By Nancy Goll
Winslow’s “front porch” has a lot more curb appeal thanks to the new Waypoint, the welcoming entry at the corner of Winslow Way and Highway 305. Dedicated on March 1, the formerly cringe-worthy lot is now a pleasant meeting and resting spot designed by noted island architect Johnpaul Jones, whose many projects include the National Museum of the American Indian in Washington, D.C. For 24 years, the former Unocal gas station site surrounded by chain-link fence was not so much of a welcome to visitors as it was a shrug of the shoulders.
“Come on in, or don’t…whatever,” it seemed to say, as pedestrians moving in both directions angled for sidewalk space. A homey hand-painted welcome sign and colorful banners advertising community events could not disguise the ugliness. That ugliness was more than skin-deep. The one-acre lot skirting the Winslow Ravine is on the state Department of Ecology’s Hazardous Sites List because of contaminants from the former gas station. Unocal had removed contaminated earth from the site and replaced it with “clean dirt,” but contaminants still remain about 30 feet down. The site that nobody wanted to deal with might have stayed that way had it not been for the determination of a team of volunteers led by longtime community leaders Jim Chapel and Bruce Weiland. Chapel recalled sitting in his car after getting off the ferry and looking yet again at the shabby corner.
“For 13 years I’ve been looking at that from my car, and on that day I said, ‘We’ve got to do something,’” Chapel said. His friend Steve Davis, a board member at the Bloedel Reserve and the new Bainbridge Island Museum of Art, had been thinking the same thing. “Whenever I was at the museum site I’d think, ‘We’re building this art museum and look at how ugly that corner is,’” Davis said. What happened next is something Chapel calls a “Winslow Way miracle.” Johnpaul Jones immediately agreed to design the project pro bono.
The City of Bainbridge Island and Kitsap Transit, who jointly own the property, approved its transformation into a public space with two caveats: Neither organization would help financially, and any work done on the site had to leave the buried pollutants undisturbed. The Department of Ecology OK’d the project. Chapel and Weiland organized a steering team, and the support started rolling in. Bainbridge Rotary kick-started the donations with $80,000 and managed the finances. More than 8,000 households responded to a directmail campaign, giving $43,000.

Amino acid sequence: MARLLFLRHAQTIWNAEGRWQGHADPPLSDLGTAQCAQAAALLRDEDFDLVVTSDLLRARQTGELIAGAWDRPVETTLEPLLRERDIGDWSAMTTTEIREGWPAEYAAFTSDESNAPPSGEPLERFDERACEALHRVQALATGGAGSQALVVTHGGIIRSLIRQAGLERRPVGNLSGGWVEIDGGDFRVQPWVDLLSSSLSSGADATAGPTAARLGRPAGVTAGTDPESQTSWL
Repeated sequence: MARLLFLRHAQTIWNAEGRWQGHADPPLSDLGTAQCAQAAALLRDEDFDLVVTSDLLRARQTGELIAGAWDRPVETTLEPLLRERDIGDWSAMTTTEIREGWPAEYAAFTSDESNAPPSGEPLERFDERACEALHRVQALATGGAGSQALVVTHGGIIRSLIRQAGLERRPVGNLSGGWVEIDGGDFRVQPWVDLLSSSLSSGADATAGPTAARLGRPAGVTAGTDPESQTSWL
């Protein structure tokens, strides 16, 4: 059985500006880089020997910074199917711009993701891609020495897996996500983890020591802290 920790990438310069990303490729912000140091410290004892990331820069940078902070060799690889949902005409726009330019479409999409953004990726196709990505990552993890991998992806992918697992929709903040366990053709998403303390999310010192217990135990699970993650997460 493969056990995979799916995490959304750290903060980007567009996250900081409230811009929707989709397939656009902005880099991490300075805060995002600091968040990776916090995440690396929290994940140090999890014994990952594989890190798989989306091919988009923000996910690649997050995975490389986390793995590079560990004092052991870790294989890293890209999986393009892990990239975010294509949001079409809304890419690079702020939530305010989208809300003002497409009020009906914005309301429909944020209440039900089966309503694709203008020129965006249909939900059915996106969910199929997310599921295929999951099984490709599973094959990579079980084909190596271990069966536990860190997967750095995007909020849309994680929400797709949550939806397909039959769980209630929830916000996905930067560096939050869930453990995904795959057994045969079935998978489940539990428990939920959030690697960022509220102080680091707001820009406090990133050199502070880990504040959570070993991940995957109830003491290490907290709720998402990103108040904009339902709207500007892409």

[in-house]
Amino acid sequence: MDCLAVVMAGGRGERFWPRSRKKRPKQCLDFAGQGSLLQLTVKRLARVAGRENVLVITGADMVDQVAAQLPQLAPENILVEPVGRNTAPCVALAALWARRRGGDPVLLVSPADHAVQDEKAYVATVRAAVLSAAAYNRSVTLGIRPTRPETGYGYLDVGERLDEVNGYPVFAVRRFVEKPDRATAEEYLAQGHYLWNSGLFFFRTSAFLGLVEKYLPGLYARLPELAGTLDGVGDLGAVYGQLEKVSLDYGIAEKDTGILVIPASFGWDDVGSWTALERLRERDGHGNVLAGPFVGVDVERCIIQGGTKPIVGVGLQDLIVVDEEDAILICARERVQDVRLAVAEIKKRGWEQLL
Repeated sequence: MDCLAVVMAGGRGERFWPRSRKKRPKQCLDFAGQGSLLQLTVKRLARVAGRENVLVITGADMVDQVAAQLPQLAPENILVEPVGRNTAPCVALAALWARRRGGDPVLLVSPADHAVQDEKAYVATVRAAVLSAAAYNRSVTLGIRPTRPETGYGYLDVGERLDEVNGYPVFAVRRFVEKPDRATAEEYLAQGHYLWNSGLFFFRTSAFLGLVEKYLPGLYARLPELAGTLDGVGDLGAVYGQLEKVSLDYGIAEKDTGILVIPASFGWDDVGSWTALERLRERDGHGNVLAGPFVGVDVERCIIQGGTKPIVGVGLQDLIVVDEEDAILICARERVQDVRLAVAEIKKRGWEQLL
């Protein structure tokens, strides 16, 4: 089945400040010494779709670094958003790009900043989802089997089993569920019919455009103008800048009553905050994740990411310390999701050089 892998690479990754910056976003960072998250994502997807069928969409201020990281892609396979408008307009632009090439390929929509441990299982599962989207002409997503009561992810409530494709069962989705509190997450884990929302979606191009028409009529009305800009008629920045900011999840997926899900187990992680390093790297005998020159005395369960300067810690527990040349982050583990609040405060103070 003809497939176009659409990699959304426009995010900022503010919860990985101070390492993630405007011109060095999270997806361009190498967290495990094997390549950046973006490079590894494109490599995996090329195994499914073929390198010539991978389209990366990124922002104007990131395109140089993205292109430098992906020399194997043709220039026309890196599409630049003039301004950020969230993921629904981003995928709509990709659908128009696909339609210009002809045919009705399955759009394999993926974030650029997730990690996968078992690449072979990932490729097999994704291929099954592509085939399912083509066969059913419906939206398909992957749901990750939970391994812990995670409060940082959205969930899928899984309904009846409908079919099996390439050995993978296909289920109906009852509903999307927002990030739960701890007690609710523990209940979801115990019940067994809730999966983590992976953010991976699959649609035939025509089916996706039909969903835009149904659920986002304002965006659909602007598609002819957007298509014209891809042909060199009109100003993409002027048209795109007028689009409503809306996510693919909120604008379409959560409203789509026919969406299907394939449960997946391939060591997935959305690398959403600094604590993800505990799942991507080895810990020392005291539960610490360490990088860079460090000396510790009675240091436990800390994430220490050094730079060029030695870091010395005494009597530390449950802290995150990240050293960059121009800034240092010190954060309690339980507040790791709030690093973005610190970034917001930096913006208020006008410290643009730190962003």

The Bainbridge Island Museum of Art, itself in the midst of a capital campaign, gave $50,000. Weiland, who is an attorney, donated his services, as did other lawyers, consultants and geologists. PHC Construction and its subcontractors donated their labor, and Bainbridge Gardens provided a special deal on plants. The Parks Department agreed to maintain the Waypoint. “If this had been a commercial project, it would have cost three-quarters of a million dollars,” Chapel said. “It actually came out at about $270,000.” About 700 people donated time or expertise. “It was really inspirational,” Weiland said, adding that the community’s desire to contribute went beyond finances.
Several public suggestions, such as the use of native plants and a visual connection with the ravine and harbor, were built into the plan. Now, as Weiland noted, the corner is “a place to linger, not just pass through.” Benches and wide paths accommodate individuals and groups. Seven interpretive signs, created with the assistance of the Bainbridge Island Historical Museum, chronicle the area’s first peoples and modern Bainbridge history. For his years of community service and his leadership on this project, Chapel was named 2012 Chamber of Commerce Citizen of the Year and is serving as grand marshal in this year’s Fourth of July parade.
“We can’t think of any project that pulled the community together more,” Chapel said. “That is what we’re most proud of. Everyone said ‘yes.’” “What I love about this project,” Weiland said, “is that at a time in our country when we seem to be so divided, you can still find common ground to get things done.”